Photo opportunities are abundant. Amongst the wreck’s colorful orange coral you’ll spot barracudas, tarpons and even eels – all using the wreckage for shelter.
We recommend this dive site to more experienced divers.
Angel City – 30-60 feet (10-18 meters)
Close to Hilma and also in the South, you’ll find Angel City – so named after the friendly Angelfish that follow divers during their dive.
This site’s exquisite double reef system distinguish it from others. In a two reef system, individual reefs are separated by a sandy channel running between them.
Angel City’s inshore reef sits in about 30 feet (10 meters) of water, followed by a separation of about 40-60 feet (12-18 meters) of sand and then a second, deeper reef that sits in about 60 feet of water. Check out the sandier stretches and you may find stingrays or the occasional eagle ray.
You can access Angel City by shore or boat, but entry and exit to the site is slightly tricky. Go slow and mind the rocks and urchins.
On a typical dive, you’ll descend on the outer reef for the outbound leg and then hook around and follow the inner reef for the return.
Salt Pier – 40-70 feet (12-21 meters)
It’s easy to see why Salt Pier is one of the island’s most popular dive sites. You’ll discover that shore entry is easy, it’s not too deep and there’s an incredible array of sea life hiding amongst the pylons of the pier.
You’ll want to take your time and look for the plentiful macro life that lives amongst the coral and sponges that live on the pylons. If you’re not a macro hunter, don’t fret. The pier attracts a lot of large fish too. These include barracudas and tarpons, and an ever-present school of grunts.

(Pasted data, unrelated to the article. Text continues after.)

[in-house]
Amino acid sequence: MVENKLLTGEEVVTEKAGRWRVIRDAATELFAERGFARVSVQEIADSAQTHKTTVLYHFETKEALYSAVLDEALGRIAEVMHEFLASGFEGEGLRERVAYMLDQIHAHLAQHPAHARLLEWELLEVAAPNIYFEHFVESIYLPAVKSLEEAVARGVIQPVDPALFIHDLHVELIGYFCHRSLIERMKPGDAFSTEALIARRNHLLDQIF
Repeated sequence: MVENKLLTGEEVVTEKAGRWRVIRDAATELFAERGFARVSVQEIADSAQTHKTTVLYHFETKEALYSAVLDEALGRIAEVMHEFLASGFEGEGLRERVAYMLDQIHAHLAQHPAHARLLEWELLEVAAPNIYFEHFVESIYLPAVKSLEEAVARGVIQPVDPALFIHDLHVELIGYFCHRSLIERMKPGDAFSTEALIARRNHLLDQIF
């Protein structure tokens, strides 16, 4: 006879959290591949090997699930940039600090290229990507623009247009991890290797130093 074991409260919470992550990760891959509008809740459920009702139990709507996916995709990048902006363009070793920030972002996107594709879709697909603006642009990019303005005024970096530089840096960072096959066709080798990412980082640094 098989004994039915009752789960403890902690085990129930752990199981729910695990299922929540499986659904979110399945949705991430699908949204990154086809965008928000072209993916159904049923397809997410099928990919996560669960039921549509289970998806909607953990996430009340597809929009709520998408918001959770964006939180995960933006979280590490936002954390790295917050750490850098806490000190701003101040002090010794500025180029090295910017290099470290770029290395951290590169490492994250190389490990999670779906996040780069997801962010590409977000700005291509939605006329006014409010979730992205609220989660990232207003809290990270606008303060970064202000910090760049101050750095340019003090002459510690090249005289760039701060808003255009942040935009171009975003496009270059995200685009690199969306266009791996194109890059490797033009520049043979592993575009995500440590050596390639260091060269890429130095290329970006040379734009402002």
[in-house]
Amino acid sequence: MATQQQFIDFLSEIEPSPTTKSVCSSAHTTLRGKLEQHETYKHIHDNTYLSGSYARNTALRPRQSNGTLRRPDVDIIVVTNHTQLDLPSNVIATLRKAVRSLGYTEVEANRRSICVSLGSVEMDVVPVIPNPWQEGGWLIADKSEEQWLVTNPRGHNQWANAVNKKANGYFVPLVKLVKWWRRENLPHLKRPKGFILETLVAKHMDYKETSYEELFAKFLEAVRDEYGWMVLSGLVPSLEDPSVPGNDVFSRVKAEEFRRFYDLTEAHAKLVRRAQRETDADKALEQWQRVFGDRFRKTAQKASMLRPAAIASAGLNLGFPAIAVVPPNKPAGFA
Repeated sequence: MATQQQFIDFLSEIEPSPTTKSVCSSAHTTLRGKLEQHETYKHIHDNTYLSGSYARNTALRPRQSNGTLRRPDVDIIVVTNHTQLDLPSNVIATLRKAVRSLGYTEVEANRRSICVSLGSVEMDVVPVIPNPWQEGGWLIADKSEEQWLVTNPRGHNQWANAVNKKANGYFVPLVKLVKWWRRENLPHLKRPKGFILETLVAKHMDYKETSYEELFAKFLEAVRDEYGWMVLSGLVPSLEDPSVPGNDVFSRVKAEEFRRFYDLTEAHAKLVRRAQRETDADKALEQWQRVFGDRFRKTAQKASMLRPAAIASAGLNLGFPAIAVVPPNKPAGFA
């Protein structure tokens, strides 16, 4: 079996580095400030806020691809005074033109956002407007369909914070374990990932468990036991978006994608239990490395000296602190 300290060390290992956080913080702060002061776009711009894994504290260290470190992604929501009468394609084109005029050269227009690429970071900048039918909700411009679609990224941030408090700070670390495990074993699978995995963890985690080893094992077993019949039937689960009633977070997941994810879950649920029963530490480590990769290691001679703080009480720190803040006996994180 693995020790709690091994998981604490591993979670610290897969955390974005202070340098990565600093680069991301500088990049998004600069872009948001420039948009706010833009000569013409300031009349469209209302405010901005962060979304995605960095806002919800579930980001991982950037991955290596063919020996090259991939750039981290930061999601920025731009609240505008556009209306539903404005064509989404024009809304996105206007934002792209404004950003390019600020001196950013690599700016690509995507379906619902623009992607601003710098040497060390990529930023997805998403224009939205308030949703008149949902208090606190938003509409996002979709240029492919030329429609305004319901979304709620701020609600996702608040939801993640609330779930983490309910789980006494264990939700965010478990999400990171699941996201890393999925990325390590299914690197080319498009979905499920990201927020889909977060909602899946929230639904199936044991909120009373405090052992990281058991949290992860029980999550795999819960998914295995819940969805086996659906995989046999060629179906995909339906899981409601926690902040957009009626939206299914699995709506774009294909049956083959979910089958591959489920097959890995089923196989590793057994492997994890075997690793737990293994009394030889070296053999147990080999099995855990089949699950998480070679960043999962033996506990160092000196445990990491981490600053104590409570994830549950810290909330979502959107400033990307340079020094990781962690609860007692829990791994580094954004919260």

Salt Pier is perfect for photographers seeking wide angle opportunities. The pylons make for some cool shots and there’s some other cool scenery along the shore as well – lots of white salt surrounded by pink salt flats. Alice in Wonderland – 30-100 feet (10-30 meters) This is an easier dive site that gives you the chance to really experience the double reef structure that consists mainly of fan, leaf, star and brain corals. Alice in Wonderland starts with a sandy bottom followed by the first drop-off at 8 meters.
The second of the reefs isn’t immediately visible, so you’ll have to locate it using your compass. We recommend that you watch your depth gauge and exercise some caution especially when crossing from one reef to the other.
The far side of the outer reef is an absolute explosion of life. This site is also close to the Hilma Hooker (a site that typically draws a lot of divers), so earlier may be better if you’re looking for a low key experience.
One Thousand Steps – 20-100 feet (6-30 meters)
One Thousand Steps is one of Bonaire’s most popular dive sites. Its named for the limestone steps (more like 67 than 1000) that you’ll take down to the beach to access the site. Limestone cliffs surround the white sand of this cove.
One Thousand Steps is perfect for divers and snorkelers. You’ll find outstanding star coral formations that rise from the depths and resemble pagoda-like structures with hollow cores.
You’ll find and an abundant array of reef creatures here. Manta Rays and Hawksbill Turtles are often found in the shallow, turquoise waters. Look inside the star coral formations for bluish eggs. These are guarded by slate colored male sergeant majors. Some divers have even seen passing whale sharks here.
Sweet Dreams – 30-100 feet (9-30 meters)
You can access Sweet Dreams by boat or from the shore; however, we recommended doing so by boat as the currents can be strong.
This site is known for its lush array or corals in the shallow depths. As you go deeper you’ll spot larger formations of stony species.
Keep your eyes out for various species of fish, rays, turtles and sponges.